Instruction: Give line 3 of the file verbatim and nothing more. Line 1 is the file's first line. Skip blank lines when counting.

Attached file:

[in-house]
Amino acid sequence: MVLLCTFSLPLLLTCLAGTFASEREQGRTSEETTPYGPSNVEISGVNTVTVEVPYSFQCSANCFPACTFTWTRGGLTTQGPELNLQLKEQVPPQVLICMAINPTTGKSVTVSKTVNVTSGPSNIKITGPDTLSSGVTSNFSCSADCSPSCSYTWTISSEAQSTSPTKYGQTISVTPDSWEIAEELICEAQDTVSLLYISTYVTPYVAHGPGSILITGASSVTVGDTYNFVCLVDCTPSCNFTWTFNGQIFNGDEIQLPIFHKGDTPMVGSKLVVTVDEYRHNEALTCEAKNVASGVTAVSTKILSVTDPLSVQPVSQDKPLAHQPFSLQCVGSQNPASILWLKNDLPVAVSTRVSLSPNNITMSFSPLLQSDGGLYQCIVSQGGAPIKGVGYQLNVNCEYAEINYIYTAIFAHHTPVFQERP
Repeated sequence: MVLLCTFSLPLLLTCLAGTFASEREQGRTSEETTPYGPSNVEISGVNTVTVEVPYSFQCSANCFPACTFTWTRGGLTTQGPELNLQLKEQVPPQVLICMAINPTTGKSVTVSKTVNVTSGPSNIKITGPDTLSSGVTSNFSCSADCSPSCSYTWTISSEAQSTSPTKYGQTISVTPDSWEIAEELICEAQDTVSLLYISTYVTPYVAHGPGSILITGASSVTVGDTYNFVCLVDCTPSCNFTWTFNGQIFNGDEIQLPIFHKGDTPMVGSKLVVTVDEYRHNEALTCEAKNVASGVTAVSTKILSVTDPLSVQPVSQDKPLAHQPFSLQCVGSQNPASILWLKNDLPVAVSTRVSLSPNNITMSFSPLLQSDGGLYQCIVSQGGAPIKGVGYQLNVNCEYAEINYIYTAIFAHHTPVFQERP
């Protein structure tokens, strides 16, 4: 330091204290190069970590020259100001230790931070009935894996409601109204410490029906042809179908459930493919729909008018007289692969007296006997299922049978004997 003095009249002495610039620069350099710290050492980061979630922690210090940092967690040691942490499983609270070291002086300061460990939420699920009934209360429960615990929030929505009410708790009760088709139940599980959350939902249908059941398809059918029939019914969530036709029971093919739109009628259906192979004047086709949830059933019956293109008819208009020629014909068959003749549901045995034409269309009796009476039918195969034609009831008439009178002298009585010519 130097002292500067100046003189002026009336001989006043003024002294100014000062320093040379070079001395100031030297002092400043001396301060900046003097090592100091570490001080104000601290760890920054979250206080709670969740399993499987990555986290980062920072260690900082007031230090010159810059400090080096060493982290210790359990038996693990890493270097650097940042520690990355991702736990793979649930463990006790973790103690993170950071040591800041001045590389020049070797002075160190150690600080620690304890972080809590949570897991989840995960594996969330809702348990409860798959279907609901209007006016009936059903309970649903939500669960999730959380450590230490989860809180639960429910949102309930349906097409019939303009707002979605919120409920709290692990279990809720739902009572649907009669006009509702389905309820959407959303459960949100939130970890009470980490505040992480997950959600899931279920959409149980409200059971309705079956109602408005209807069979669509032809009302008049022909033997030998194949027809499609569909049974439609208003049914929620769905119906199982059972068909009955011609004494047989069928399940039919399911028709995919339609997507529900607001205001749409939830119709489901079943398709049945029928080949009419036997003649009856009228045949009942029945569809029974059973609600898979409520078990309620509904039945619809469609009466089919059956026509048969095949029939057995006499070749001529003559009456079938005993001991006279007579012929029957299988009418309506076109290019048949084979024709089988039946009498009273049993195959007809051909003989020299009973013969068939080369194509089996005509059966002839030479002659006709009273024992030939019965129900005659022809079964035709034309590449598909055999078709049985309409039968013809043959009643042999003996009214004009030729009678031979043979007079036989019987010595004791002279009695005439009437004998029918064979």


Repeated sequence: MVLLCTFSLPLLLTCLAGTFASEREQGRTSEETTPYGPSNVEISGVNTVTVEVPYSFQCSANCFPACTFTWTRGGLTTQGPELNLQLKEQVPPQVLICMAINPTTGKSVTVSKTVNVTSGPSNIKITGPDTLSSGVTSNFSCSADCSPSCSYTWTISSEAQSTSPTKYGQTISVTPDSWEIAEELICEAQDTVSLLYISTYVTPYVAHGPGSILITGASSVTVGDTYNFVCLVDCTPSCNFTWTFNGQIFNGDEIQLPIFHKGDTPMVGSKLVVTVDEYRHNEALTCEAKNVASGVTAVSTKILSVTDPLSVQPVSQDKPLAHQPFSLQCVGSQNPASILWLKNDLPVAVSTRVSLSPNNITMSFSPLLQSDGGLYQCIVSQGGAPIKGVGYQLNVNCEYAEINYIYTAIFAHHTPVFQERP